Two small plots of ground next to Megan Hall, on the northern edge of the Divine Word College campus, bring a great deal of joy to many of the students who are taking classes this summer.
The two neatly laid out gardens—one lush with traditional Vietnamese vegetables and one brimming with varieties familiar to Americans—are a source of fresh, organically grown vegetables favored by Vietnamese and other Asian students. Perhaps more importantly, they provide a healthy diversion from their studies while creating a small connection to their families who are working in their own gardens thousands of miles away.
The idea of a garden took root last year, according to Sr. Uyen Nguyen, SJP who was asked to supervise the project.
"When the Sisters asked me, I said, ‘Ok, I’d like to do that because in the summer, we don’t have work study. I have time and I want to go out and take care of this," she said.
Bro. Kevin Diderich, SVD tilled the first plot last August and added a second this spring. Fresh compost is worked into the soil and leaves and other organic material is spread over soil at the end of the growing season to be tilled in the following spring. Instead of herbicides and pesticides, weeds are pulled and bugs are picked off.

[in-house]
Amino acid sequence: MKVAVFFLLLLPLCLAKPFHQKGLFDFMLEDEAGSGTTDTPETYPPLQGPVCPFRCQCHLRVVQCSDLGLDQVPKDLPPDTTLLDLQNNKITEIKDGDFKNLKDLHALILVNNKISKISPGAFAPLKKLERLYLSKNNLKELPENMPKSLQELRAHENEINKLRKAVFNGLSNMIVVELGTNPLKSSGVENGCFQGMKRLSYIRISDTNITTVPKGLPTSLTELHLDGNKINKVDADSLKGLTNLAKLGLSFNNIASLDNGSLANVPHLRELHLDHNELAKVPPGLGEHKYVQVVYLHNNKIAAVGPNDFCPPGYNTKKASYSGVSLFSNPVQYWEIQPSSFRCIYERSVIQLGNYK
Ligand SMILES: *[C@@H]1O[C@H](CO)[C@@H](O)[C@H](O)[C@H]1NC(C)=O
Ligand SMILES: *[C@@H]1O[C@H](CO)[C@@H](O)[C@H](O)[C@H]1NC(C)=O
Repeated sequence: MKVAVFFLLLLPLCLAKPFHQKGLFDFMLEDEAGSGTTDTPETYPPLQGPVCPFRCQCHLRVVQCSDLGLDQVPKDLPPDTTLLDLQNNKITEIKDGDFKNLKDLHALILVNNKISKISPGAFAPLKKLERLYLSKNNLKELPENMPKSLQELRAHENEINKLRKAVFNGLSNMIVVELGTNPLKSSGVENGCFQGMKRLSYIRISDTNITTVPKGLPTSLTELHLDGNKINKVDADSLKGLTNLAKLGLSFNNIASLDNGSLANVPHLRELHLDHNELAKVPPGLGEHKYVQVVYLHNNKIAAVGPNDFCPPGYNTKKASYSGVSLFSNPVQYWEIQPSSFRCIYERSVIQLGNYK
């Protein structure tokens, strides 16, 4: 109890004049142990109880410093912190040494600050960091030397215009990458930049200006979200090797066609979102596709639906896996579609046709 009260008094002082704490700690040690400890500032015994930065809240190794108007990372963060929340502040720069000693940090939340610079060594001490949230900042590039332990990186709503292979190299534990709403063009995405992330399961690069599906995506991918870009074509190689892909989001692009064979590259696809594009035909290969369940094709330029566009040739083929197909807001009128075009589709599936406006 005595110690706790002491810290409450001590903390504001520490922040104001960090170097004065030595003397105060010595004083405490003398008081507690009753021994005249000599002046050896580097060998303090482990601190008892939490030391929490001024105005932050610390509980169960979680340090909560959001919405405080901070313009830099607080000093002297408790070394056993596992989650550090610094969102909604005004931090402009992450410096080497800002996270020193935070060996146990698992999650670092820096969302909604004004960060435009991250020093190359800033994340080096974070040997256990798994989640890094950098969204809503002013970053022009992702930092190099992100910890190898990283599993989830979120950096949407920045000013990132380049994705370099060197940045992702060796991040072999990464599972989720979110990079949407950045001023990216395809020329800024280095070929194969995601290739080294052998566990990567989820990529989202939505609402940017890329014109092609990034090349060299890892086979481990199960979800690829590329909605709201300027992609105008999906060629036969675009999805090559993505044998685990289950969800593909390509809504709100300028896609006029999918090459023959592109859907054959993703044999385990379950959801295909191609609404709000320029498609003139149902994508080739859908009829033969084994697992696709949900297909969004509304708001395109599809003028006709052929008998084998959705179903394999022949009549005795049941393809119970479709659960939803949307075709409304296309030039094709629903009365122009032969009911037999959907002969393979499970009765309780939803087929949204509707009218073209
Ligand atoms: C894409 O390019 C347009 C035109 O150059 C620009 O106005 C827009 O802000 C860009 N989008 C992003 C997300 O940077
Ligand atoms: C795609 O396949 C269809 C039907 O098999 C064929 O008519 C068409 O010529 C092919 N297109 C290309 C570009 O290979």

Vietnamese vegetables include a type of lettuce, a plant similar to a radish called "rau cai" and a kind of mustard green called, "cai cuc." They are joined by familiar local favorites like tomatoes, onions, beans, cucumbers and green peppers.
Linda Weidemann, vice president for Finance at DWC, helped establish the gardens and spent time putting plants into the ground. She said it’s clear that there are multiple benefits for the Sisters.
"It gives them a sense of community and belonging, and it keeps their homeland with them," Linda said. "Their vegetables are something that they eat often, and it gives them a little touch of home."
Sr. Uyen goes out every day to check on the garden plots. Once a week, usually on Fridays after the evening meal, she is joined by many of the Sisters who weed, water and harvest their produce.
“We sing, tell stories, and we talk about our parents and our families,” Sr. Uyen said. “Many of us grew up in the countryside and had a garden too.”
Their produce is quickly put to use. Sisters often go out to cut fresh greens that they prepare at Megan Hall. Sr. Uyen has also taken some of the produce over to the DWC dining room where she prepares it for the other members of the DWC community.
“I cooked at least three times for dinner, all the Fathers try,” Sr. Uyen said. “Fr. Mike Hutchins really liked it. He told me it is, “…very healthy.’”